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What a wacky country we live in. Reading the article, I think both sides have a point. The school leadership seems right to want Keeton to be nonjudgmental towards GLBT clients, which perhaps is the goal in this entire situation - or was, until the guns came out when the school prescribed their plan. Keeton seems to have a valid point that the school should be nonjudgmental towards HER, but she responded in kind and threw the lawyers at them. The issue at stake doesn't seem so much to be "right" or "wrong" as respect and love for people, but then neither side is carrying on as though that's the case.
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The Matrix is one that motivates me on a faith level, which I'm sure is also true for many other readers of this blog, so I'll just be the first to say it. Another movie I saw years ago and still can't shake is Ordet, a Danish film from the 50s about two Christian families with clashing bounded-set ideologies who are brought together in the end through suffering and some pretty out-of-the-box faith.
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Hello Mr Spam
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What an intriguing statement. And off-putting. It strikes at the heart of the intellectualism/spiritualism dichotomy. Of course it seems ludicrous to continue believing in a stage 2-ish way in principles that time and again are circumstantially disproved. On the other hand, the faith and the hope in her statement point to a stage 4-ish belief in a God who operates within the physical universe he made but entirely transcends it. As you have quoted her, Heidi may not be saying we will not let experience have any bearing whatsoever on our theology, but that we will not use our experience as the source to define our theology. Allowing experience its place in the process I think is something I relate more to.
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The numbers are disappointing, but not altogether surprising. It's a me-first, sue-you culture, and when something so racially charged and high-profile hits the news it's no shock that we Americans tend to blame the other person. That said, I think taking a stage 4 approach has something helpful to bring to the discussion - namely, the willingness to listen and withhold judgment on both sides. From that perspective this situation is at its core could be seen as a misunderstanding between two men, which was escalated by the racial subtext and propelled into iconicity by the media.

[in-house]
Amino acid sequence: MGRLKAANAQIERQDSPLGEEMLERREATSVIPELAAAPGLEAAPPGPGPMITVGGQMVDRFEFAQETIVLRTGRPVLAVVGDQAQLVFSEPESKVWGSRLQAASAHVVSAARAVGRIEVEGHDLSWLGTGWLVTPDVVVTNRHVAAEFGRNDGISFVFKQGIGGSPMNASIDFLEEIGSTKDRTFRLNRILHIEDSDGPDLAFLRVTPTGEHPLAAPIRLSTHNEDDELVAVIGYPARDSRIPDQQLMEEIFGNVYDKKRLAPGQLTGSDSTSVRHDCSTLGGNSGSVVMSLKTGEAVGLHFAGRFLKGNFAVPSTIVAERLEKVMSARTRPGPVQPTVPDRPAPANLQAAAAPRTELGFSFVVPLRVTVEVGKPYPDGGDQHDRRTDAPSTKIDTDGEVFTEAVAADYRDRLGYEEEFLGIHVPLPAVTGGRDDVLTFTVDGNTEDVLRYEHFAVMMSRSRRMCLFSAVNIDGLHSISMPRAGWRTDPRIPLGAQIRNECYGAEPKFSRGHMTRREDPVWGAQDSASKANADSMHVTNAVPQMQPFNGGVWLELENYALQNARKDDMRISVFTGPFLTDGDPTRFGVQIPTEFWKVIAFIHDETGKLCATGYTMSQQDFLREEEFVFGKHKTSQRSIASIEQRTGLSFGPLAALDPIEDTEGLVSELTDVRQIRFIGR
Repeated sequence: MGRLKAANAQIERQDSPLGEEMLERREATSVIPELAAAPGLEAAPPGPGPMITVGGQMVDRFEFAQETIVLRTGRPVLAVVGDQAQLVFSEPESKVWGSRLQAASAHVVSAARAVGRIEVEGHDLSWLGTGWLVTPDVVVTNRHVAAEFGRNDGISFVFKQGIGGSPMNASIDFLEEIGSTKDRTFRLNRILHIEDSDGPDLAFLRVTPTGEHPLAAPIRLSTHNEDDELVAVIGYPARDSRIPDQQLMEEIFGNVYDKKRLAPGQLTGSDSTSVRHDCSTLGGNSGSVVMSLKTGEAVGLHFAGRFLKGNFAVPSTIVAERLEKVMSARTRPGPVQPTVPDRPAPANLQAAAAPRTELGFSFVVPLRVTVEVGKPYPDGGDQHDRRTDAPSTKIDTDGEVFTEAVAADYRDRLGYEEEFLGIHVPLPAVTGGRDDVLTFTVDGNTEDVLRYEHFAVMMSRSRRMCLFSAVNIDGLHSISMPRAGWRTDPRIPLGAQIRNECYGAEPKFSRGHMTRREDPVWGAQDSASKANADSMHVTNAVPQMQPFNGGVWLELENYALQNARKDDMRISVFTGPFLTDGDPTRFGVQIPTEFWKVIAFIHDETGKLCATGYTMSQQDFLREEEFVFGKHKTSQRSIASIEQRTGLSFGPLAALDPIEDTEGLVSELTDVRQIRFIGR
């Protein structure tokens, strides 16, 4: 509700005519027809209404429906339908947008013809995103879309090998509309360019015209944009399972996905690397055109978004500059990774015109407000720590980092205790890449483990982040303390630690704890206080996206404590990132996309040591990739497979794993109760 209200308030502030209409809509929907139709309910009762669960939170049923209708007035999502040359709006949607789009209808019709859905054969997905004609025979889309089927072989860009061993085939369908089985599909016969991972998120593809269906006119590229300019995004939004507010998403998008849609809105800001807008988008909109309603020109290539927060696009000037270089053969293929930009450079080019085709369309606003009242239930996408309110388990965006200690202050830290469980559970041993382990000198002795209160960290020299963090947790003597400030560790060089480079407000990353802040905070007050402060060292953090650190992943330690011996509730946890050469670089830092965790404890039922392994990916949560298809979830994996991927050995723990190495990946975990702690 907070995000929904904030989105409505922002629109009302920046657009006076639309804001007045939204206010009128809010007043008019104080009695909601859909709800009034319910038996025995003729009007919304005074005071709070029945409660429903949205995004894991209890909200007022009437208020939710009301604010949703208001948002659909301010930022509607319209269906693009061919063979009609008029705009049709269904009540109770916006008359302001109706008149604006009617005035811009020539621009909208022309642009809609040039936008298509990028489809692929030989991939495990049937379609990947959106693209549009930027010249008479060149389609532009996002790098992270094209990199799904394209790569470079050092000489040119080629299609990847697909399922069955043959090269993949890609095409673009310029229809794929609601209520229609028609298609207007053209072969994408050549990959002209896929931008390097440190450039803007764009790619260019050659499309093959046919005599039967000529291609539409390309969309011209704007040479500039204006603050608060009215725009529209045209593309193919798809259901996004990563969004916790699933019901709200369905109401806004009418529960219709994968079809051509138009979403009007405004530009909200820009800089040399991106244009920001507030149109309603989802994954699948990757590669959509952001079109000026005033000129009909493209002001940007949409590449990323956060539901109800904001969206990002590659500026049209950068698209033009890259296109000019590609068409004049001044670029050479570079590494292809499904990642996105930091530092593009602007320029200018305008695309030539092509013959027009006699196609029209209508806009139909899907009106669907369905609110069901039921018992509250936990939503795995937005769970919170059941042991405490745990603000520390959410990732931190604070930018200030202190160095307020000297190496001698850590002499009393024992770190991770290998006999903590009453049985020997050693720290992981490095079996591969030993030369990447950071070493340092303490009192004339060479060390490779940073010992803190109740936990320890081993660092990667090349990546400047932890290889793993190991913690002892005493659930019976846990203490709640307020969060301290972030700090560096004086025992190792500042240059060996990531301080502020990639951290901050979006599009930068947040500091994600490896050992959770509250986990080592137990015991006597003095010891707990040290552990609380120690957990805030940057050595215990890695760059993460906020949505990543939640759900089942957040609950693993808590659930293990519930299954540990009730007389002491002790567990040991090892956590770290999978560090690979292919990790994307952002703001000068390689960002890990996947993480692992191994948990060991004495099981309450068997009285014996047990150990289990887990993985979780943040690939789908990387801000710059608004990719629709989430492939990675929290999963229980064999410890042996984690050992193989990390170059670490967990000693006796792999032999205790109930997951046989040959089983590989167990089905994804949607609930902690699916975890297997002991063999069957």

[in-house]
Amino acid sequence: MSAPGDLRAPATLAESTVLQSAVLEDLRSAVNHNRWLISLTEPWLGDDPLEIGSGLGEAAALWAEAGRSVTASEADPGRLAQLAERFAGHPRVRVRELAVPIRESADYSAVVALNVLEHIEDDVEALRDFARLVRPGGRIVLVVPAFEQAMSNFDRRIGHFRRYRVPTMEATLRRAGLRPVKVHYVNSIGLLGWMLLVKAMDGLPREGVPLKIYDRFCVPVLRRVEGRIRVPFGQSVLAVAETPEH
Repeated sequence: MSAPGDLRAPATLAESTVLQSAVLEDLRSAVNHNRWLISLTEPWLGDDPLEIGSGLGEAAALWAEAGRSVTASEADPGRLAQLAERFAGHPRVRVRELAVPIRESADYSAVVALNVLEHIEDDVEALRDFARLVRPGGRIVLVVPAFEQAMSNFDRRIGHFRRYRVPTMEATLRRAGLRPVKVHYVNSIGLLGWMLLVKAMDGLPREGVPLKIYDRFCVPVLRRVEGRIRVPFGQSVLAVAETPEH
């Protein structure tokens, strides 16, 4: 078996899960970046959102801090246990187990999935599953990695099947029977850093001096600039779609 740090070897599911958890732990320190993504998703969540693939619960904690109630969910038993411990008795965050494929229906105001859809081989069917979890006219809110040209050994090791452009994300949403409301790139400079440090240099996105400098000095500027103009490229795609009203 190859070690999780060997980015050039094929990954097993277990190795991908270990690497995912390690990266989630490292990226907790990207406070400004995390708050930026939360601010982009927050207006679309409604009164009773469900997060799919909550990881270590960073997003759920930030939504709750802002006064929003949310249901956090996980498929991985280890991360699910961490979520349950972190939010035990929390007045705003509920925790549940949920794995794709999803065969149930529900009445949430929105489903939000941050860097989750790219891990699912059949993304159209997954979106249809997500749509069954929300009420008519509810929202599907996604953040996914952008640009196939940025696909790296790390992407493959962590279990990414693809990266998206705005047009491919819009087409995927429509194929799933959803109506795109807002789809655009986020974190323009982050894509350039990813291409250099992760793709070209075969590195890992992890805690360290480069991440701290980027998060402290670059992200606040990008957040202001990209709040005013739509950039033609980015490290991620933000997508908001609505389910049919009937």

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Great thoughts Chad. I resonate with your idea that there is a need in the world for this. Not that the world needs conversion to Christendom - we've seen how that went over. But that there is something powerful and necessary in the life and teachings of Jesus that satisfies a need in the world, and perhaps along these lines that the voices of men are key to that. Cool stuff.
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Araz's point and much of the other recent conversations here on masculinity and initiative seem also to point to the larger issue of doing the stuff, to invoke some John Wimber. Conversations and church services and small groups (and this blog, as has been noted on prior occasions) can certainly all be in service of motivating folks to boldly and lovingly do something for good in the world - and hopefully they are! But Christian communities as ends in themselves are effectively benign without engaging with people, issues, culture, etc. In the context of our current discussion about male initiative, I think the initiative of Christian men is key to this process, which is a large part of why it is such an important topic to me and others here. As Araz more eloquently points out, when men have only been taught essentially to be nice to others and not to sin, we've lost something vital. I don't mean to diminish the importance of the initiative of women at all either; I say this because there is something unique and dynamic that proactive men bring to this. A good friend of mine who is an atheist challenged me on this topic recently in an email. While his examples are perhaps a bit blunt or extreme, I think they speak to his perception of Christians in general. He gave me his permission to share what he wrote: "The people at your church are marketers - they want to sell me, don't just send me a postcard about music and a good time, send me one that says I am a Christian and I don't kill doctors. Make it very pointed. I am a Christian and I am not so stupid I think Obama is an Islamic terrorist. I am a Christian and my Christ preached love, not shooting at holocaust museums. I am tired of getting happy feel good letters and postcards - Come visit us. I want to see where they stand. I want to see them take a stand. It is my hope that rather than run/hide/rename that more Christians would protest, fight, take back what they see as the tenets of the religion." I think men are key to this fight, and in my experience there are a lot of Christian men (myself included) who feel like they don't quite know how to go about this, or don't feel empowered in their current church/community setting, or in some other way are just looking for a place to start.